Philip Hughes makes Ancient Tracks at the Salisbury and South Wiltshire Museum

By Ben Miller | 18 October 2012
An image of a rich orange, green and blue painting of a rolling pastoral landscape
Stonehenge: from the track that Descends from Normanton Ridge by Philip Hughes (2011). Acrylic on paper© Francis Kyle Gallery
Exhibition Preview: Ancient Tracks, Salisbury and South Wiltshire Museum, Salisbury, until January 26 2013

It’s easy to stand in awe of the ancient sites the Ridgeway, Avebury and Stonehenge landscape is dotted with. Philip Hughes has tried to channel some of its mythological history into his paintings of the glorious plains surrounding the museum, taking emotional and physical journeys across different seasons and times of day, spanning 50 years of drawings, oil works and sketchbook studies to convey both the beauty of the area and the effect it has on strollers.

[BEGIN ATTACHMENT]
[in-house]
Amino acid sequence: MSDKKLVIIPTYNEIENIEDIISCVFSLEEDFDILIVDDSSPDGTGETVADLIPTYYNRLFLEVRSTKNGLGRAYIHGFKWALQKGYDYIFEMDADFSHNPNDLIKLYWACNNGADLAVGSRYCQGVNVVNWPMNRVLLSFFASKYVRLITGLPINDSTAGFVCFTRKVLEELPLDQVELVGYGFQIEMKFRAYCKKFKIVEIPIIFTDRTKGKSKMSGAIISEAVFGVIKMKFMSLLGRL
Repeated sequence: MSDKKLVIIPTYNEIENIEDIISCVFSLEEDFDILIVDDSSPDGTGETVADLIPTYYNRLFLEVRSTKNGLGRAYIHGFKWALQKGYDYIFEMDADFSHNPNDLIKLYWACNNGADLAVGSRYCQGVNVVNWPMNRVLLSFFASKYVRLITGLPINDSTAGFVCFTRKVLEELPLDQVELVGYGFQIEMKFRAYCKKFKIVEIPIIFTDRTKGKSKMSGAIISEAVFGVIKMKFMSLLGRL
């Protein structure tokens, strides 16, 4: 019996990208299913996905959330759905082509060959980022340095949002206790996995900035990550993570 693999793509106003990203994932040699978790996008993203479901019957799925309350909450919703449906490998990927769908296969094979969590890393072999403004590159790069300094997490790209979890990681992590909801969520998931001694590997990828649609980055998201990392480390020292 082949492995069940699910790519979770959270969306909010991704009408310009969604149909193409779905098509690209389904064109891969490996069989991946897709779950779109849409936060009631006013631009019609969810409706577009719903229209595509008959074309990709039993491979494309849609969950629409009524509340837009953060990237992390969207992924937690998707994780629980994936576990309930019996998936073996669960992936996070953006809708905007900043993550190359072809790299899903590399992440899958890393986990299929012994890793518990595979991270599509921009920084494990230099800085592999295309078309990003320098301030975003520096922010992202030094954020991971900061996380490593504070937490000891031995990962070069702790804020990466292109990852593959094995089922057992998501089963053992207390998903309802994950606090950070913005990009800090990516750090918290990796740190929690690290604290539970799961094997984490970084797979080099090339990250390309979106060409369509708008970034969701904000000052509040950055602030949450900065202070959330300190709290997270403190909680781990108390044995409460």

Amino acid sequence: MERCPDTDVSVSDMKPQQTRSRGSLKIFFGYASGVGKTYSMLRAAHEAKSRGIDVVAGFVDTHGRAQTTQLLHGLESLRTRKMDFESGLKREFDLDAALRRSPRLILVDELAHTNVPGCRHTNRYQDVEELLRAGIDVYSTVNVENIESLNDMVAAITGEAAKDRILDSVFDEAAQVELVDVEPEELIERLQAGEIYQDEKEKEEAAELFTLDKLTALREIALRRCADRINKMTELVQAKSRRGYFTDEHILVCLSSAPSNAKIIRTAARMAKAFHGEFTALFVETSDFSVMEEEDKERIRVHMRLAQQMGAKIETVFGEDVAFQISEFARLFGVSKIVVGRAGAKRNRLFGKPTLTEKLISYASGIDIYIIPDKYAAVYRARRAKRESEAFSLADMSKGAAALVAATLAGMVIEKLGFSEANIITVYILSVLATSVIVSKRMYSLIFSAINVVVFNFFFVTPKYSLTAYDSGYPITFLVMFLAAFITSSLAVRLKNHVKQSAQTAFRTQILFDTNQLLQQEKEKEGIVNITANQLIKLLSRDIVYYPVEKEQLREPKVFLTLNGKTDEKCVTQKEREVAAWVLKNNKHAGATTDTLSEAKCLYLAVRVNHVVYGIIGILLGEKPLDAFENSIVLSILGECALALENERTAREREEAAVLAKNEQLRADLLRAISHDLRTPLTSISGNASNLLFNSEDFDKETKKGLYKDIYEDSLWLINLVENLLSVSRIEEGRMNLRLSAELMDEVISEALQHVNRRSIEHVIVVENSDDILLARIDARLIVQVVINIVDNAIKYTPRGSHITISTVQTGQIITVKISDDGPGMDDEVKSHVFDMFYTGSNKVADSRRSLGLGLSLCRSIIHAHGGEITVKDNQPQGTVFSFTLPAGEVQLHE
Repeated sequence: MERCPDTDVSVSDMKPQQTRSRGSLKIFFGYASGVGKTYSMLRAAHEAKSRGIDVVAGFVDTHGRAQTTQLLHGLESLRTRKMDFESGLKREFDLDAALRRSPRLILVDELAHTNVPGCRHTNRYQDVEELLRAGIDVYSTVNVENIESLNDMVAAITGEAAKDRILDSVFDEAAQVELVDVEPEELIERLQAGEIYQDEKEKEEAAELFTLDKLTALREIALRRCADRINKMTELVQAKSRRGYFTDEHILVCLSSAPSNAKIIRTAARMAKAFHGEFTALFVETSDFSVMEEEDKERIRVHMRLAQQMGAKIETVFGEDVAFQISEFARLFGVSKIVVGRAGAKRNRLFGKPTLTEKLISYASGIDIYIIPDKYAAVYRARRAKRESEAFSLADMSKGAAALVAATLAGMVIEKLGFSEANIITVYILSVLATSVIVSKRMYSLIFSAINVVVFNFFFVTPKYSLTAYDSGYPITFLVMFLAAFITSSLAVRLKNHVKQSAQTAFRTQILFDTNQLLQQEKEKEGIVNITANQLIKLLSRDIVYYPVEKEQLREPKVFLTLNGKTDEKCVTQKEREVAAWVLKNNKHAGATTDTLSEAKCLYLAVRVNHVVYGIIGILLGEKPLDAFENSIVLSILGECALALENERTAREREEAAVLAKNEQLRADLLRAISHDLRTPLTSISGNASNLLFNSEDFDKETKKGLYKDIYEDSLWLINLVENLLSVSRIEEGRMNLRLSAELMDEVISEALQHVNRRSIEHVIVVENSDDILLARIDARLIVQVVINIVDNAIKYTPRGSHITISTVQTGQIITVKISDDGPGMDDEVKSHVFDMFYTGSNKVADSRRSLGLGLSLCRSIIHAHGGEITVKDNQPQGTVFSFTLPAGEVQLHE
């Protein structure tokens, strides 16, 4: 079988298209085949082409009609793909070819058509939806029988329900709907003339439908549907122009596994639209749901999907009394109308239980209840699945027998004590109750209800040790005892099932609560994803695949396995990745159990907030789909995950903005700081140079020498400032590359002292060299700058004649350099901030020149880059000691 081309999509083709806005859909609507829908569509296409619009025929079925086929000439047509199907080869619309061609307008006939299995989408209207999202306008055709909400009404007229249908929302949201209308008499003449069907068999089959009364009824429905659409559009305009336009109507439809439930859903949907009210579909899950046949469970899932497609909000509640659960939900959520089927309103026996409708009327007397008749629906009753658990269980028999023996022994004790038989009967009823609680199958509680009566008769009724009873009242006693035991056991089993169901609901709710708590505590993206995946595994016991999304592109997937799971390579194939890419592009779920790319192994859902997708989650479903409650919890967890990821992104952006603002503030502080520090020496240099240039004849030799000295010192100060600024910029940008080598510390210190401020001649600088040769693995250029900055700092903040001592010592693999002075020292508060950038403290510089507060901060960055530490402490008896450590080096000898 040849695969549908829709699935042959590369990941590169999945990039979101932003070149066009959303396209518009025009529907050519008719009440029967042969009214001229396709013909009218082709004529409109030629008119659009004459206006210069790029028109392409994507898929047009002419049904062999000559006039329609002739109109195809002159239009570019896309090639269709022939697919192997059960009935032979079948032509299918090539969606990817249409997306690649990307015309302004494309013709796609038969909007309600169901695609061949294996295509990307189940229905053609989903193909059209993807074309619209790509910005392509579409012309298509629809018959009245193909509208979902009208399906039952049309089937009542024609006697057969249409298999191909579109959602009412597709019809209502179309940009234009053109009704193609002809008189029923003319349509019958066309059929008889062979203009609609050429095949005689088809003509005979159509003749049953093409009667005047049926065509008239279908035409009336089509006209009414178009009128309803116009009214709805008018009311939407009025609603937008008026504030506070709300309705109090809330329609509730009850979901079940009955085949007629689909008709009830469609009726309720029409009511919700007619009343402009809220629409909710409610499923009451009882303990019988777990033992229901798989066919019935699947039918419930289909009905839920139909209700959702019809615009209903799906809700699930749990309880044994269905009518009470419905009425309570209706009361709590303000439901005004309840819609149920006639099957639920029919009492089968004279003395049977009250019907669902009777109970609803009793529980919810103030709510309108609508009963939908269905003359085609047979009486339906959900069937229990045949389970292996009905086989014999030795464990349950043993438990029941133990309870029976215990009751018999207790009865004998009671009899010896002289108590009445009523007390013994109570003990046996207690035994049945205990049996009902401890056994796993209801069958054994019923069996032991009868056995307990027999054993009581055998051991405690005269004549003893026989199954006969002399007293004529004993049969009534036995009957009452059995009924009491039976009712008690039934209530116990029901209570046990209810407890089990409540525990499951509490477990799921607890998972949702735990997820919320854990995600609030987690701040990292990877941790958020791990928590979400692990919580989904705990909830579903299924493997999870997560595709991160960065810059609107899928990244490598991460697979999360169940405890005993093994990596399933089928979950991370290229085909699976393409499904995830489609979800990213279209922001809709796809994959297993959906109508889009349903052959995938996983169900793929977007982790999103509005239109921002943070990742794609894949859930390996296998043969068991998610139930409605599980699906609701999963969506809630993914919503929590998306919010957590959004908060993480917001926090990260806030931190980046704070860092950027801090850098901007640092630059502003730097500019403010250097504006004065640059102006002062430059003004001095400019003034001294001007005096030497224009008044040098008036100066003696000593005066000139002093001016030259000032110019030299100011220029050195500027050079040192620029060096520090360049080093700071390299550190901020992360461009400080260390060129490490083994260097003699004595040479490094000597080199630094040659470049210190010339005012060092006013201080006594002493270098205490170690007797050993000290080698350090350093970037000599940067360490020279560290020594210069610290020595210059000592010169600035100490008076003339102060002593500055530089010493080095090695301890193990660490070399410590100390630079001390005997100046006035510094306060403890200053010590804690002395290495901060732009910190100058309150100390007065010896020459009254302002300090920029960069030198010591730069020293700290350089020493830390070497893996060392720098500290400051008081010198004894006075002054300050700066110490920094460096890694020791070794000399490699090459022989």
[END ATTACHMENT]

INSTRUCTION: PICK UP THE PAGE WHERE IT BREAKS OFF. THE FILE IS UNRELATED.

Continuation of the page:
Many of the tracks he follows have been carved into the ground over the course of centuries, slaloming across archaeological routes on terrain which seems to constantly change. Through topographical observations and re-appraisals of his works in the light of his feelings while he made them, Hughes aims to expand our understanding of a corner of England as old as time.

  • Open 10am-5pm. Admission £6/£2 (family ticket £12). Follow the museum on Twitter @SalisburyMuseum.
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